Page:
I demonstrated how to set up an S-O grid, and how to use one for setting priorities and further how an S-O grid helps in implementing risk mitigation strategies.  

I think that was a helpful message, and it seemed to be well appreciated.

I also pointed out a risk strategy flaw in ISO 15189:2012.  As good as this standard is it introduces risk management as a way to reduce error soley associated with patient safety.  That is a good message, but does not go far enough.  Risk in the medical laboratory has a much broader footprint than just patient safety.  We also have risks that impact clinical staff, laboratory staff, the community, the environment, and the institution.  Setting up risk reduction without taking these issues into consideration would likely leave the laboratory with all sorts of liability issues.  




One of the other speakers, coming from the cosmetic industry, also talked about risk, but from another perspective.  He introduced the following formula:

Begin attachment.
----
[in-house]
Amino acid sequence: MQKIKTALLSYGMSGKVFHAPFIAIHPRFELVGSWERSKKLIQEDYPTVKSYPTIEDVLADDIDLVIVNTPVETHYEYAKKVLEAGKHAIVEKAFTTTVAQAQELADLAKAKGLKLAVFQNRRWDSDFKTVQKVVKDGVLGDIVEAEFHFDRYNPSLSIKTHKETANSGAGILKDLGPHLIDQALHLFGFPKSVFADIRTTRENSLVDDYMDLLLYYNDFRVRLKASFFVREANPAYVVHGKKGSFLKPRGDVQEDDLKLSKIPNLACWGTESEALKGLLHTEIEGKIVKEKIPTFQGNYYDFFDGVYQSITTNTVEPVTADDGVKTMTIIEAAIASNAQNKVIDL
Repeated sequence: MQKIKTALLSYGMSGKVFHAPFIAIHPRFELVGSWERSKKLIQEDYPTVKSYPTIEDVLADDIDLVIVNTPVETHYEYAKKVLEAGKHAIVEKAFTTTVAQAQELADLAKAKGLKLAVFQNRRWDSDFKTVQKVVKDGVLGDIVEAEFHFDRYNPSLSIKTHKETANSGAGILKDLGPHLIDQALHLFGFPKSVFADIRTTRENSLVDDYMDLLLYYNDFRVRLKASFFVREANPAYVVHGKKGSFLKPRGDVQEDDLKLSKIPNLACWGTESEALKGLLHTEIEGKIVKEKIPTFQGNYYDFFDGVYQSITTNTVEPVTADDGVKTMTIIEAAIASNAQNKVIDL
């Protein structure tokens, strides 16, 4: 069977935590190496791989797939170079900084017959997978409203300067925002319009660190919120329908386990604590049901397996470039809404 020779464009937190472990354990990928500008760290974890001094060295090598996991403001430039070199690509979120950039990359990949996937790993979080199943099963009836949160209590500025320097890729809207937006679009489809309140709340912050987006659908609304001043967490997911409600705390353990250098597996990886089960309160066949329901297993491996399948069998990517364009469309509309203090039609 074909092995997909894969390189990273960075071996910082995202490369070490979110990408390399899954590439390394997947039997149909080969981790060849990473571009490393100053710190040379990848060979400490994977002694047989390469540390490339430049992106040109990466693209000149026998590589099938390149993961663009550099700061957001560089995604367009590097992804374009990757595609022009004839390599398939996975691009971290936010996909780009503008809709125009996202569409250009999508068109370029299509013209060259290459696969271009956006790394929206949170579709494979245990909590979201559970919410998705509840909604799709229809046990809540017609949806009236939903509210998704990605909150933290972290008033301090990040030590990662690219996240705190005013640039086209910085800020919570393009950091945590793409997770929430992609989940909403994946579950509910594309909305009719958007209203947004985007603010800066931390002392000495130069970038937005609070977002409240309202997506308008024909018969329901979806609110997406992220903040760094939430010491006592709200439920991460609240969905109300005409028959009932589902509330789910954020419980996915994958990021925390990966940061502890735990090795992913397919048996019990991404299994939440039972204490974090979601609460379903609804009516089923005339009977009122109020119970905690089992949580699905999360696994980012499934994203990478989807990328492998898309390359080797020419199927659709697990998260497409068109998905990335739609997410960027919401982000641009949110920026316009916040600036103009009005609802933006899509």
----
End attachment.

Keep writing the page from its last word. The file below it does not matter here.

RISK = HAZARD X EXPOSURE

His point was extremely relevant to the microbiology laboratory.  Just because E. coli can produce exzymes and toxins and can cause infection (all examples of inherent hazard), this does not equate to risk level because exposure effects are moderated by handwashing, containment, packaging, laboratorization, antimicrobials, etc, etc, etc.  

The formula is critical in recognizing and understanding the differences between risk perception and risk reality.  It is the key issue that should distinguish the general public from what should be the knowledgeable public [politicians, regulators, biosafety officers].  

All too often, it seems that “knowledgeable public” see a microbial name and then based on that information alone make all sorts of inappropriate assumptions and judgements about risk to public, many of which are just wrong.   

Recently I tried to have a discussion on the subject with one of our Canadian transport regulators, who was clearly incapable in understanding the concept.  Too busy first protecting her right to write regulation to make sure that the regulations were rational or appropriate.  

  Write before being right.  

It was disappointing and sad comment on the ability and mindset of what should have been a responsible professional.  Tragic.

Monday, November 18, 2013

An ISO Quality Moment



Hi Paul